The Consulado of Bilbao, an offshoot of the Consulado of Burgos, was conceived in principle as a common space for merchants and shipmasters, traders and carriers, in which each group had a more or less important role to play. The Consulado's first ordinances, which included working regulations and which may therefore be considered its deed of foundation, were drafted in the sixteenth century and remained in effect until the mideighteenth century, although not without a number of modifications. These modifications were basically dictated by experience and referred almost exclusively to trade. Indeed, the fact that such modifications affected mercantile issues and not transport suggests the extent to which the interests of shipmasters and carriers lost ground to those of merchants and traders. Throughout the sixteenth century, and particularly in the first half of the seventeenth century, the maritime importance of Bilbao diminished as it gained prominence as a commercial centre.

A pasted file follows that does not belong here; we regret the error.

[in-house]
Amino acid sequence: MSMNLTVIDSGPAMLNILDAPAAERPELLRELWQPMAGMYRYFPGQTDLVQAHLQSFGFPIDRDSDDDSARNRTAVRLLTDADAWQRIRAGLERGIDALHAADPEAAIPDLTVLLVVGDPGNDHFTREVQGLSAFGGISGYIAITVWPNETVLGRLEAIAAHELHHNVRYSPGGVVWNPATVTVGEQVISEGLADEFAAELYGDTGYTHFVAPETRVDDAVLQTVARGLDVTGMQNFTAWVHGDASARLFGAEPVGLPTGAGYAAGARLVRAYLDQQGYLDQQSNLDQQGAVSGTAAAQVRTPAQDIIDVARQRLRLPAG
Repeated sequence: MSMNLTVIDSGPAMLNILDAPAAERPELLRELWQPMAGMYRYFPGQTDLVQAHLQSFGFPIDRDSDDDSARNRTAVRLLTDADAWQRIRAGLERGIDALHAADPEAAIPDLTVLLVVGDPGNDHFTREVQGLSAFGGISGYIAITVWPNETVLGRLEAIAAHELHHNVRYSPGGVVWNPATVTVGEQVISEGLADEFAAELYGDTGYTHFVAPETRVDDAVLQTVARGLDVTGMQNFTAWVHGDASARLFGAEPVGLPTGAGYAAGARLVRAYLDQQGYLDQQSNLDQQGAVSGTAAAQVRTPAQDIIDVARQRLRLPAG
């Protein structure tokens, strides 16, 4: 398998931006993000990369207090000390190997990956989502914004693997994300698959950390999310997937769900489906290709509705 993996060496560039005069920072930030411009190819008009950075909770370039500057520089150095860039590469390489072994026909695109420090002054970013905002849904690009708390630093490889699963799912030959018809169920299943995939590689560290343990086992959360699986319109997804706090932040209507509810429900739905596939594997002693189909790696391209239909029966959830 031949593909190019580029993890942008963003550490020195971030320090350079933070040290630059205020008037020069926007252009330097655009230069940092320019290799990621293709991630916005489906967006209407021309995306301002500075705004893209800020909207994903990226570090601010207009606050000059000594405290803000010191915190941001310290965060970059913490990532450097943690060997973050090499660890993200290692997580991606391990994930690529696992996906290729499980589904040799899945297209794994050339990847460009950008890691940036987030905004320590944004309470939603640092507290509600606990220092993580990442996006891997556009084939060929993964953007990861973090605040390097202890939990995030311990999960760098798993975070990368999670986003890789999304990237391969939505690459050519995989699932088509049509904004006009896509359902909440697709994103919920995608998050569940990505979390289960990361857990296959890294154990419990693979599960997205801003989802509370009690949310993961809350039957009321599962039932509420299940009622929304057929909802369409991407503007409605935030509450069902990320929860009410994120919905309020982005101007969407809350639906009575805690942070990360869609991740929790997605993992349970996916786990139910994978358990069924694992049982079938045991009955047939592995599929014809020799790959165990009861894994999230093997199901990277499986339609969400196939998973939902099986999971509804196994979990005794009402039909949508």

The increasing influence of the group of merchants in the Consulado, a result of Bilbao's burgeoning economy and, to some extent perhaps, the decline of Burgos, enabled the city on the Nervión river to consolidate its position as a trading centre, and brought with it the typical consequences of such a development. The Consulado found itself dealing increasingly with litigation and disputes between merchants while at the same time having to develop new areas of mercantile activity and to adjust its ordinances to the new situation thus created.
Throughout the seventeenth century, all kinds of measures were introduced to endow Bilbao with the qualities necessary to compete, within its limits, on the same level as the major European trading centres. This meant, essentially, upgrading its commercial tribunal, to deal with the growing number of disputes; developing and regulating the credit market, consisting mostly of bills of exchange and promissory notes; keeping a close watch on the way the merchants as a whole worked, and even inspecting their books; providing the city with resources to tackle insurance and contraband-related problems; and, finally, strengthening its competitiveness on the international market by offering a tax situation as good as, if not better than, other places and consolidating its export offer, as a guarantee for the growing import activity.